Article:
On Thu, Jul 12, 2018 at 2:26 PM David Howells <dhowe...@redhat.com> wrote: > > The problem is that there's more than one actual "open" involved.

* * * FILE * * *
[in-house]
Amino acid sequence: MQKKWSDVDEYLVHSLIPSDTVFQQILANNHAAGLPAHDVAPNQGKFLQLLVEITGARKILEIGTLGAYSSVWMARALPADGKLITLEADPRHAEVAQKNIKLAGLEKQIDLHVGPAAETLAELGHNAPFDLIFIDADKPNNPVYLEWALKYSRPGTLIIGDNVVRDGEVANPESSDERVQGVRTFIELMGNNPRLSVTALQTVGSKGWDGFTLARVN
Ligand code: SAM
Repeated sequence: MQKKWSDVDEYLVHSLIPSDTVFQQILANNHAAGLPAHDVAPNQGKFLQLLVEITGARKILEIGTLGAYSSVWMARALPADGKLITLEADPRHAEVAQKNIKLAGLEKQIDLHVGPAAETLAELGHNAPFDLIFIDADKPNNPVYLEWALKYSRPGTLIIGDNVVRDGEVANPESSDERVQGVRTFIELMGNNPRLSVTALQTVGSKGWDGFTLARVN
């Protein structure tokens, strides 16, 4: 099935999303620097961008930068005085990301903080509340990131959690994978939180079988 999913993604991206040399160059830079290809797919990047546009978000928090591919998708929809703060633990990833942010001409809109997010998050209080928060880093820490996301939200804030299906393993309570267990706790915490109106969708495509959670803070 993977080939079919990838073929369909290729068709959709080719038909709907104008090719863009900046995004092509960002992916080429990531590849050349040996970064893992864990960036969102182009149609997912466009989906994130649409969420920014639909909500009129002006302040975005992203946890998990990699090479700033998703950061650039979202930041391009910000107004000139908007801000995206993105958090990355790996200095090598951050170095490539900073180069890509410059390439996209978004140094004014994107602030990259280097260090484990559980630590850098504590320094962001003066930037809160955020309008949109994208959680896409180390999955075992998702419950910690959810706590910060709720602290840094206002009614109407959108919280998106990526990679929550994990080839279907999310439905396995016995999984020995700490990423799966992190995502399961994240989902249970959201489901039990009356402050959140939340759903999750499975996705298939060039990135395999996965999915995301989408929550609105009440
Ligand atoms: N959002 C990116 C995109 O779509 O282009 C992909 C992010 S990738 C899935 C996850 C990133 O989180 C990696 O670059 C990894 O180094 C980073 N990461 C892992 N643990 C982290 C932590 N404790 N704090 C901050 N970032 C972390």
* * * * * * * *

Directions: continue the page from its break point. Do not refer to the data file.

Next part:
No. The problem is "write()". This is not about open, about fsopen, or about anything at all. This is about the fact that "write()" by definition can happen in a different - and unexpected - context. Whether that be due to suid or due to splice, or due to any other random issue is entirely immaterial. (The same is true of "read()" too, but very few people try to make "read()" have side effects, so it's less of an issue. It does happen, though). But once you have another interface than "read/write()", the issues go away. Those other interfaces are synchronous, and now you can decide "ok, I'll just use current creds". > (1) Pass the creds from ->get_tree() all the way down into pathwalk and make > sure *every* check that pathwalk does uses it. No. See above. If your write() does anything but buffering data, it's not getting merged. > (2) When do_the_create_thing() is invoked, it wraps the call to ->get_tree() > with override_creds(file->f_cred). No. We do not wrap creds in any case. It's just asking for *another* kind of security issue, where you fool some higher-security thing into giving you access because it wrapped the higher-security case instead. > (3) Forget using an fd to refer to the context. fsopen() takes absolutely > everything, perhaps as a kv array and spits out an O_PATH fd. That works. Or you know - do what I told you to do ALL THE TIME, which was to not use write(), or to only buffer things with write(). But yes, any option that simply avoids read and write is fine. You can even have a file descriptor. We already have file descriptors that cannot be read from or written to. It's quite common for special devices, the whole "open /dev/floppy with O_NONBLOCK only to be able to do control operations with it" goes back to pretty much day #1. More recently, we have the whole "FMODE_PATH" kind of file descriptor, which works as a directory entry, but not for read and write. So file descriptors can have very useful properties. But no. We do not use "write()" to implement actions. If you think you need to check permissions and think you need a "cred", then you're not using write(). It really is that simple. Not using write just avouds *all* the problems. If you can fool a suid application to do arbitrary system calls for you, then it's not the system call that is the security problem. Linus